Two of the areas that we are often asked about by big businesses with skin in the game are Augmented Reality (AR) and Virtual Reality (VR). Part of my job is to brief top tier organisations on what the developer audience is focussed upon so the companies can make the best decisions. I don’t speculate — I’m not brave enough for that. Instead, like every analyst at the company, I use our data to find trends and outliers in this emerging sector.
I worked in the smartphone industry before it came of age. Our mission was “a smartphone in every pocket” at a time when simple feature phones like the Motorola RAZR were the must-have communications device. Within a few years of our early projects, the competitor, Apple, launched the iPhone. The rest is history. The App Store opened its doors, the stars aligned, the technology dream was realised and smartphones went on to rule the world.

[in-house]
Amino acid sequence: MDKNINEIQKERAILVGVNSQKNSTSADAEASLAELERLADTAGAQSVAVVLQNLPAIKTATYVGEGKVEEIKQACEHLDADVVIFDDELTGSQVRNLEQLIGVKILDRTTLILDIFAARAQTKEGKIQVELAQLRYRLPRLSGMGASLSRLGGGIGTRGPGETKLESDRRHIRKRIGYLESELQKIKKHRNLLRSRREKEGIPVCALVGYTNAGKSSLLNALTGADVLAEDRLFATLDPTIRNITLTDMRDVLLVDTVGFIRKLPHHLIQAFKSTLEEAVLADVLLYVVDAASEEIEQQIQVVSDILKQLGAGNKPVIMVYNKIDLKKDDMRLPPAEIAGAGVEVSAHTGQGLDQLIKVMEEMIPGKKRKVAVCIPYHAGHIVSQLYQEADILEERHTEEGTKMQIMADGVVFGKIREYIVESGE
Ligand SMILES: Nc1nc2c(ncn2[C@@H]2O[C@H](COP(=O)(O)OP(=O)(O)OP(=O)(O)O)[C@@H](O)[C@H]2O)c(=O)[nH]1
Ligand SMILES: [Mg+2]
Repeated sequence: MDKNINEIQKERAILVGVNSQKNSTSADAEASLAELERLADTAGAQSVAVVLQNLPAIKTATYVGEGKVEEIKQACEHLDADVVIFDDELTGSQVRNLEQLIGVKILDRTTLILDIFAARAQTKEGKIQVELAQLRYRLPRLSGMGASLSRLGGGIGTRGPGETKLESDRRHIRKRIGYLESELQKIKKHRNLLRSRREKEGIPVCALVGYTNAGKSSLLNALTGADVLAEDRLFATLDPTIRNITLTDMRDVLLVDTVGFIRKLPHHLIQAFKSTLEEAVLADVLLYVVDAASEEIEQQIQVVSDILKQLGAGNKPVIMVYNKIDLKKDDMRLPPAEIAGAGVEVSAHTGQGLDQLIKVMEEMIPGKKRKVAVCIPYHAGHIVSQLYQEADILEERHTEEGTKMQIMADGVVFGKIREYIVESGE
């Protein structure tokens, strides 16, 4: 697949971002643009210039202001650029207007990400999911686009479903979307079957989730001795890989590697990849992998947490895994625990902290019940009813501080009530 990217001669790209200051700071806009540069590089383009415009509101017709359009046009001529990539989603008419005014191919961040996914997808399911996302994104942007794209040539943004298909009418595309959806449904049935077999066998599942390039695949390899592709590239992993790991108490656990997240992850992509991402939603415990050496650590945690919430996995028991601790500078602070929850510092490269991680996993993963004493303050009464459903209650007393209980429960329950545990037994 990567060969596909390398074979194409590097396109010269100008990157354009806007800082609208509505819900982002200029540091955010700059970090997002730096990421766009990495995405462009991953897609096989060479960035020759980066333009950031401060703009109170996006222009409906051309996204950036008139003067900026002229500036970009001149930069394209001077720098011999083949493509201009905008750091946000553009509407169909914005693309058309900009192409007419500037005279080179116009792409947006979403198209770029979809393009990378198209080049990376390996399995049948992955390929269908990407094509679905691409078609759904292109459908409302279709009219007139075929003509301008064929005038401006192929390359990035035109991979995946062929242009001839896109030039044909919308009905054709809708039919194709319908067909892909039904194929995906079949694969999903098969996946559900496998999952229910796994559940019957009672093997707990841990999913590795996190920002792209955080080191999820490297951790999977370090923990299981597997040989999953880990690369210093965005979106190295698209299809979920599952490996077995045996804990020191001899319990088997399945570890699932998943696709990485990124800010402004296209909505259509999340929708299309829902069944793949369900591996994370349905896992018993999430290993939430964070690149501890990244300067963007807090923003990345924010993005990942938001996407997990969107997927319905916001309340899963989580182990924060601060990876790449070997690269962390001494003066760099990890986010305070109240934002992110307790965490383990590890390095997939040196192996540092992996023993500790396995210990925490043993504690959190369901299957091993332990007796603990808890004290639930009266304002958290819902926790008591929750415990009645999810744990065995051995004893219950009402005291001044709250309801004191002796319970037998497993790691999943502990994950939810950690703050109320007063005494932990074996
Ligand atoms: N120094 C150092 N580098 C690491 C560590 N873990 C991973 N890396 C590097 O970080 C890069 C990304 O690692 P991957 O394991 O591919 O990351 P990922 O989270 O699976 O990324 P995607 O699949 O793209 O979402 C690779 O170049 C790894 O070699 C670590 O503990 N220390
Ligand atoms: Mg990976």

Historically, non-diegetic user interfaces have been the most common in the gaming industry. The key defining feature of them is that the components of the UI exist on a completely different plane than the actual 3D game space. Imagine here a heads-up display (HUD) as they are likely the most ubiquitous examples of non-diegetic user interfaces. A health bar, for example, does not exist within the 3D space that the game supposes nor can characters in-game interact with it. It is outside both the game’s narrative and space.